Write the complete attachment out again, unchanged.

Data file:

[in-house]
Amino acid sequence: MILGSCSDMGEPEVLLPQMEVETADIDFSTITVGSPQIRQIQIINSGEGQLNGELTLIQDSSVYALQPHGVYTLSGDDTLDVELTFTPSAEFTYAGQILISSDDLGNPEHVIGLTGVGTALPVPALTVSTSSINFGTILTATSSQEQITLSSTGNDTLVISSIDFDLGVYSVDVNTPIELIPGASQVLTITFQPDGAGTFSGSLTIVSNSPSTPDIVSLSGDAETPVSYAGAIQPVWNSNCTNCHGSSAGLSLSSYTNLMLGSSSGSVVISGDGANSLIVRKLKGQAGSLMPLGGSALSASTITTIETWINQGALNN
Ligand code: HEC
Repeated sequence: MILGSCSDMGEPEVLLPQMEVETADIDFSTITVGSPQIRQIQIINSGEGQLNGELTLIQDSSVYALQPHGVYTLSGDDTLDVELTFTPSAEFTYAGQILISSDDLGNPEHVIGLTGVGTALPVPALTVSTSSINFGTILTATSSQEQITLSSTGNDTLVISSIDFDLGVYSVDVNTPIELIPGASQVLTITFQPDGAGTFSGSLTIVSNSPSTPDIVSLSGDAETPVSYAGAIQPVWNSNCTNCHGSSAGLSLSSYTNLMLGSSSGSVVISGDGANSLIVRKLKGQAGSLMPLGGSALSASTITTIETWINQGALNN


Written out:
[in-house]
Amino acid sequence: MILGSCSDMGEPEVLLPQMEVETADIDFSTITVGSPQIRQIQIINSGEGQLNGELTLIQDSSVYALQPHGVYTLSGDDTLDVELTFTPSAEFTYAGQILISSDDLGNPEHVIGLTGVGTALPVPALTVSTSSINFGTILTATSSQEQITLSSTGNDTLVISSIDFDLGVYSVDVNTPIELIPGASQVLTITFQPDGAGTFSGSLTIVSNSPSTPDIVSLSGDAETPVSYAGAIQPVWNSNCTNCHGSSAGLSLSSYTNLMLGSSSGSVVISGDGANSLIVRKLKGQAGSLMPLGGSALSASTITTIETWINQGALNN
Ligand code: HEC
Repeated sequence: MILGSCSDMGEPEVLLPQMEVETADIDFSTITVGSPQIRQIQIINSGEGQLNGELTLIQDSSVYALQPHGVYTLSGDDTLDVELTFTPSAEFTYAGQILISSDDLGNPEHVIGLTGVGTALPVPALTVSTSSINFGTILTATSSQEQITLSSTGNDTLVISSIDFDLGVYSVDVNTPIELIPGASQVLTITFQPDGAGTFSGSLTIVSNSPSTPDIVSLSGDAETPVSYAGAIQPVWNSNCTNCHGSSAGLSLSSYTNLMLGSSSGSVVISGDGANSLIVRKLKGQAGSLMPLGGSALSASTITTIETWINQGALNN